Epoprostenol improves functional class, exercise tolerance, hemodynamics, and survival.19,20 This agent should be administered via ambulatory infusion pump through central intravenous (IV) access. It should be initiated at 2 ng/kg/min and titrated at intervals of at least 15 minutes to the desired clinical effect. Abrupt discontinuation may lead to pronounced rebound PH; therefore, to avoid interruptions in drug delivery, patients should have access to a backup infusion pump and IV infusion sets. Epoprostenol is contraindicated in patients who have chronic heart failure with severe LV dysfunction and in patients who develop pulmonary edema during treatment initiation. Reconstituted unused solution should be refrigerated and protected from light and may be kept for no more than 48 hours. Reconstituted epoprostenol may be administered at 25°C for 8 hours. A cold pouch may be used to extend the duration of administration for up to 24 hours.15

Treprostinil is available in subcutaneous (SC)/IV (Remodulin) and orally inhaled (Tyvaso) formulations, all of which lessen clinical deterioration, improve 6MWD, and confer survival benefits.16,17,21,22 Treprostinil may be administered through central IV access in patients who cannot tolerate SC infusion. The infusion is initiated at 1.25 ng/kg/min. The initial dose should be reduced by 50% in patients who cannot tolerate full doses or in those with hepatic impairment. The dosage should be titrated by 1.25 ng/kg/min at weekly intervals for the first month, then 2.5 ng/kg/min weekly thereafter. When administered via SC infusion, treprostinil may be delivered without further dilution; however, it must be diluted when administered IV. Diluted treprostinil is stable for up to 48 hours at 25°C in concentrations as low as 4,000 ng/mL. In patients requiring transition from epoprostenol, treprostinil is generally initiated at 10% of the calculated dosage and gradually titrated while the epoprostenol is gradually tapered.

Serious adverse effects, such as infusion-site pain/reactions and sepsis, are associated with the systemic delivery method. There have been postmarketing reports of thrombophlebitis associated with peripheral IV infusion, thrombocytopenia, bone pain, and generalized rashes. Advantages of treprostinil are its standard dose-titration schedule and multiple methods of administration. Treprostinil may be initiated in mild-to-moderate disease and in heart failure.16

Orally inhaled treprostinil should be administered during waking hours via the manufacturer-supplied delivery system. It should be initiated at three breaths (18 mcg) per treatment, with a daily maximum of four treatments performed at least 4 hours apart. The dosage should be increased, in accordance with patient tolerance, by three breaths at 1- to 2-week intervals and titrated to a target of nine breaths (54 mcg) per treatment. Inhaled treprostinil has not been studied in patients with asthma or chronic obstructive pulmonary disease; therefore, its use in these patients may not be advisable. The bioavailability of inhaled treprostinil at the 18-mcg dosage is 64%; therefore, the same systemic adverse effects that are possible with this class of drugs should be expected with this agent. Inhaled treprostinil does not require an ambulatory infusion pump, so the risk of infection is reduced. One drawback is that the frequent dosing may impact adherence.17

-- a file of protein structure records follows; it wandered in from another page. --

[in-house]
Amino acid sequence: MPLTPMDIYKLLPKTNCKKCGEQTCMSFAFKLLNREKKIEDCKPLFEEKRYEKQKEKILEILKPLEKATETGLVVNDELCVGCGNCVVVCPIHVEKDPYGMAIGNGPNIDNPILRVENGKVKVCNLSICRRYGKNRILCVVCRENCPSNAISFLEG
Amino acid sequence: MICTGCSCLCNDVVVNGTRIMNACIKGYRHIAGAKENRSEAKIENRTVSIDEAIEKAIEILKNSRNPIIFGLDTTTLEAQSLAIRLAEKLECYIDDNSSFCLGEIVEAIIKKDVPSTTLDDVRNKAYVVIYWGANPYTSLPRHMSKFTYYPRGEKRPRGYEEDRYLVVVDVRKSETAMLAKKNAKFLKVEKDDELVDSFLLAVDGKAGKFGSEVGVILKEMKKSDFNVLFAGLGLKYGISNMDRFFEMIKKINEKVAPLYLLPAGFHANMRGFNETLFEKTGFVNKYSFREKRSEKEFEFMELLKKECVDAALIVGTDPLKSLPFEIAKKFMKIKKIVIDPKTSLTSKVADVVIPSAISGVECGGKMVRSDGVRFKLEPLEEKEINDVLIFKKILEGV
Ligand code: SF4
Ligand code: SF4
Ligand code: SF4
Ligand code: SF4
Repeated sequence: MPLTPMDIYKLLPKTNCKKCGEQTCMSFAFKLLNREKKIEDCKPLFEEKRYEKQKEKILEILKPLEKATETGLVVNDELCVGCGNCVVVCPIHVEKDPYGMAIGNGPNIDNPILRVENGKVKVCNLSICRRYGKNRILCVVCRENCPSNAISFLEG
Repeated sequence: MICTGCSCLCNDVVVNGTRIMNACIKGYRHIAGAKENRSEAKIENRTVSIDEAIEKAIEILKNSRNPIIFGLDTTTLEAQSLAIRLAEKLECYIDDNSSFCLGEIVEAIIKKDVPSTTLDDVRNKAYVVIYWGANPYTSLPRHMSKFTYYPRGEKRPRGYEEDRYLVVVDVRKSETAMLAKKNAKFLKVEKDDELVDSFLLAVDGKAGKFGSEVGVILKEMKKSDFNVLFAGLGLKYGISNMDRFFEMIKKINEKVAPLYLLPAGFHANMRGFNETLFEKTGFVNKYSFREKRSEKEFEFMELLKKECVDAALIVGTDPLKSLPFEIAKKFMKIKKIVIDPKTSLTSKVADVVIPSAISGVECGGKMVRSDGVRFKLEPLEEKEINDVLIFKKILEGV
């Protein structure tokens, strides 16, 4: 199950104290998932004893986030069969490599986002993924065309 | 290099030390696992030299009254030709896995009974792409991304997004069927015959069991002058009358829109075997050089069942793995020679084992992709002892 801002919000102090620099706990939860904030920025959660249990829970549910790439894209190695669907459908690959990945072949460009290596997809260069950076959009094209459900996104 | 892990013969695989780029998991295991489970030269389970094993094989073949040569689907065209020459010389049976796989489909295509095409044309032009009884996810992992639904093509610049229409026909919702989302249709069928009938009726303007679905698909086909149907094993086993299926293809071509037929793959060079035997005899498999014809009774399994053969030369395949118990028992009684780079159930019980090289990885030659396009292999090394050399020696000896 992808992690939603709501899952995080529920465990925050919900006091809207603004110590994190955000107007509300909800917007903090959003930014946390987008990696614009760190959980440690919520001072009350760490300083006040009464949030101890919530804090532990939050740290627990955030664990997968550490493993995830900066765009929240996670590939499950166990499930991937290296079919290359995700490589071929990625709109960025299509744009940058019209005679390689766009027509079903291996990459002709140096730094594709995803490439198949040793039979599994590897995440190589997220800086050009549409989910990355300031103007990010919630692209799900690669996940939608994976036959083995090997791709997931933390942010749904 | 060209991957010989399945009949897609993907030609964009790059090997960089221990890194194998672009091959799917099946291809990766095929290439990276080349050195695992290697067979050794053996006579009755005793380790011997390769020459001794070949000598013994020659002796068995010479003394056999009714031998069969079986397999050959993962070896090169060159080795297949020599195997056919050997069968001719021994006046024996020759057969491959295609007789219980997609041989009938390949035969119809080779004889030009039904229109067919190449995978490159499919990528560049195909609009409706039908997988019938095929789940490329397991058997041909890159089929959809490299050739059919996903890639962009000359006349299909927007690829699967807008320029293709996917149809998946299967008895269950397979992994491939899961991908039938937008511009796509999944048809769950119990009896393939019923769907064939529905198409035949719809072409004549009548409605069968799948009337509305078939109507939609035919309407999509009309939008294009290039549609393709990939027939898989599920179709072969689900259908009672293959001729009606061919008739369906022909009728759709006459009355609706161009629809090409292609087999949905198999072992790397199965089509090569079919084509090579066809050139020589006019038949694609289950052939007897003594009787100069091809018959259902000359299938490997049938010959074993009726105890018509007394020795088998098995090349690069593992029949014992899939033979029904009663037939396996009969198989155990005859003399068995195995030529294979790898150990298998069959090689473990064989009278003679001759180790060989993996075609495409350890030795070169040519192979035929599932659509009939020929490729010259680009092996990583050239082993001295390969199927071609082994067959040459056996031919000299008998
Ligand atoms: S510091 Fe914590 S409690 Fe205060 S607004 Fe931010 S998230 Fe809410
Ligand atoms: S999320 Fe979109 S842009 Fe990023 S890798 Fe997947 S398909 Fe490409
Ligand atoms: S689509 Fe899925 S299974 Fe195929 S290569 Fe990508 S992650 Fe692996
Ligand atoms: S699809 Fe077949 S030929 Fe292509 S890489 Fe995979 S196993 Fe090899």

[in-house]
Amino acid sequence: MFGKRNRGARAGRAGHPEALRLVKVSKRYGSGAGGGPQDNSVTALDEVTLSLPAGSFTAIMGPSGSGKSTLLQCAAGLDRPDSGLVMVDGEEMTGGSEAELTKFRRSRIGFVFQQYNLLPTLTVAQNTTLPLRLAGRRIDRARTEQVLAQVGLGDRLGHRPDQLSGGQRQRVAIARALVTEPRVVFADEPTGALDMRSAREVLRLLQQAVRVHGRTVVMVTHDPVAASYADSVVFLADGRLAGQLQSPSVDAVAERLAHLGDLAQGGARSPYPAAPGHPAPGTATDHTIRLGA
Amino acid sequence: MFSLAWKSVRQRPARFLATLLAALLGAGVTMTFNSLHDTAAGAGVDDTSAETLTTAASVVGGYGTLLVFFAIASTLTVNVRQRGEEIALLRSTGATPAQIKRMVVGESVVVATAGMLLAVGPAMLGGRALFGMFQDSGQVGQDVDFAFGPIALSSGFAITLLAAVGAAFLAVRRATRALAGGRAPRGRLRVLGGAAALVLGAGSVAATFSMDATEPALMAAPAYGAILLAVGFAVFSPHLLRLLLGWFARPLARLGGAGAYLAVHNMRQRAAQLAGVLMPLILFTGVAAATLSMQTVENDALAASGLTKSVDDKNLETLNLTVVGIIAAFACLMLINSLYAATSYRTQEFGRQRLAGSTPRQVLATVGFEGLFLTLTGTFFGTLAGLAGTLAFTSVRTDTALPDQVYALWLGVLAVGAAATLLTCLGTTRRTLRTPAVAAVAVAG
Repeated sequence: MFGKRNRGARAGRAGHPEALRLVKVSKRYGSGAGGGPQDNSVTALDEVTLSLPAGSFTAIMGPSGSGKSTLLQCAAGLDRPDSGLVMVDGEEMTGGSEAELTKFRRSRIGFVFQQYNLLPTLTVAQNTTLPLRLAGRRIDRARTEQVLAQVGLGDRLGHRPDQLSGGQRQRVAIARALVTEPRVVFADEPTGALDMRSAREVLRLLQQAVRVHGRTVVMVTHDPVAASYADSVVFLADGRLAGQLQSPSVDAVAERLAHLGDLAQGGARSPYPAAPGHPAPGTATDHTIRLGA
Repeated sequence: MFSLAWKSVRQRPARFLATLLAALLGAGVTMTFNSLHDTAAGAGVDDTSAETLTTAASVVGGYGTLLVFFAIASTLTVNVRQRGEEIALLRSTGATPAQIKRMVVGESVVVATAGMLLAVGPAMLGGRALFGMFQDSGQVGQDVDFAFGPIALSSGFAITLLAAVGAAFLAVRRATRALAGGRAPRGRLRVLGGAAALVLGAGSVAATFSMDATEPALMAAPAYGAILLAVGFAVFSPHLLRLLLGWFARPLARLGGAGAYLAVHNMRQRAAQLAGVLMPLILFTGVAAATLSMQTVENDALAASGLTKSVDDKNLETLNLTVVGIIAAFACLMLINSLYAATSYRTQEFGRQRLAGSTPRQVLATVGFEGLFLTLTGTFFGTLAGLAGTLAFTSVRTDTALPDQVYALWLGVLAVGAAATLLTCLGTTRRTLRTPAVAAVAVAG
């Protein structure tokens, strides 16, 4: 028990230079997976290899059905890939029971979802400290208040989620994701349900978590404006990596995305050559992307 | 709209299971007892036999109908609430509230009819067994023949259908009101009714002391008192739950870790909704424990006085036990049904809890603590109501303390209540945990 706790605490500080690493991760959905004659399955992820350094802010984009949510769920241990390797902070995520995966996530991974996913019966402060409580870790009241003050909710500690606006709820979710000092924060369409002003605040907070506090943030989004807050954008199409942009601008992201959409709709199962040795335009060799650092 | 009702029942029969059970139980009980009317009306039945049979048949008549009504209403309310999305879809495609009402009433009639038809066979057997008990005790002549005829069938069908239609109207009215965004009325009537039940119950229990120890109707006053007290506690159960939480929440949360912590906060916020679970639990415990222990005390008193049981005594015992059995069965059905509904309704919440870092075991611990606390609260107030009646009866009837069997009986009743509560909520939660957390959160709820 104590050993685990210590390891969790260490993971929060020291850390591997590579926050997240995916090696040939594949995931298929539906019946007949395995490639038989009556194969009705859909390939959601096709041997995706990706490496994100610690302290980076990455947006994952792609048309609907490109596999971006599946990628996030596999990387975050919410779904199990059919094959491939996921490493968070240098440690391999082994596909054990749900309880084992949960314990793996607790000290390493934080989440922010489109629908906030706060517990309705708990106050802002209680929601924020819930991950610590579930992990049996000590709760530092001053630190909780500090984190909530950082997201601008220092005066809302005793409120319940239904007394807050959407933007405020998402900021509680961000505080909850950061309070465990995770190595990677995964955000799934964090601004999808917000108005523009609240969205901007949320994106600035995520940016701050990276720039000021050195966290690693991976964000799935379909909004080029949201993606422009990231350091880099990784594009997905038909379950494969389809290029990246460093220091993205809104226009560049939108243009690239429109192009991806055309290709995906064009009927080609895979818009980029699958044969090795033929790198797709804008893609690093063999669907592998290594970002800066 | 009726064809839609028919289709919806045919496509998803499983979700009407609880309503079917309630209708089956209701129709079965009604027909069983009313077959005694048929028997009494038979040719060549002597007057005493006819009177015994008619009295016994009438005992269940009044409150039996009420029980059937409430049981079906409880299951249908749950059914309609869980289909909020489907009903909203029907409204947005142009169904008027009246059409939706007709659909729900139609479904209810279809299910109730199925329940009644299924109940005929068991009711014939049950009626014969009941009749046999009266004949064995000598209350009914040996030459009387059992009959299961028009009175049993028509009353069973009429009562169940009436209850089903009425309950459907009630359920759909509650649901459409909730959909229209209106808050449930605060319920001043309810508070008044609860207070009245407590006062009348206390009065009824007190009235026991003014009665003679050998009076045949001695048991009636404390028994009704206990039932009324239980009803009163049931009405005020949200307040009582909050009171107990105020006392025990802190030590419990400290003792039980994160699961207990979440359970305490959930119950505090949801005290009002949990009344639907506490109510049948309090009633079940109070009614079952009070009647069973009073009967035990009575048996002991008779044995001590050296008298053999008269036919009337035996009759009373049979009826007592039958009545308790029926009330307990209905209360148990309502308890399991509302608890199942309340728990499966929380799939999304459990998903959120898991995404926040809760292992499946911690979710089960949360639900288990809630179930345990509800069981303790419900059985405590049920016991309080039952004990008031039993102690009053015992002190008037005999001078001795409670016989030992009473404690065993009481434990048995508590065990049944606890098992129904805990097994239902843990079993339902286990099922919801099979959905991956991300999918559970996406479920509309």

Iloprost is an inhaled prostacyclin analogue that is administered via the corresponding inhalation delivery system. The dosage should be initiated at 2.5 mcg, then increased to 5 mcg if tolerated, and administered six to nine times per day (about every 2 hours). Dosing intervals should be extended in patients with hepatic impairment. Iloprost should be avoided in severe hypotension because of the increased risk of syncope. Patients with pulmonary venous hypertension and bronchospasms and those with a history of airway hyperreactivity should not be given iloprost because of the risk of severe pulmonary edema in these patients.18 Iloprost improves functional class, 6MWD, and clinical symptoms in patients with PAH.23 This formulation offers the same advantages and disadvantages as inhaled treprostinil; however, iloprost is indicated for PAH patients with NYHA class III or IV symptoms, as opposed to orally inhaled treprostinil, which is approved only for NYHA class III PAH.

ERAs: Two nonselective ERAs are available in the U.S.: bosentan (Tracleer) and ambrisentan (Letairis) (TABLE 1).24,25 ERAs cause vasodilation by blocking the binding of ET-1 hormone to the ETA and ETB receptors. ETA receptors act primarily to mediate vasoconstriction and cell proliferation, whereas ETB receptors mediate vasodilation and ET-1 clearance. Although bosentan and ambrisentan affect both receptor subtypes, they have higher affinity for the ETA receptor, which has a net effect on vasodilaton.13 Data from 11 randomized or quasi-randomized trials in 1,457 patients indicate that ERAs improve dyspnea, functional class, and exercise capacity in patients with PAH.26 Both agents are known hepatotoxins; therefore, dose reduction with frequent monitoring or drug discontinuation should be considered if there is evidence of acute liver injury.24,25 Owing to the hepatotoxicity and teratogenicity of these agents, patients and health care professionals must enroll in monitoring programs and comply with the FDA’s Risk Evaluation and Mitigation Strategy for that drug (bosentan, Tracleer Access Program; ambrisentan, Letairis Education and Access Program). The patient must provide monthly pregnancy test results to the prescribing physician.24,25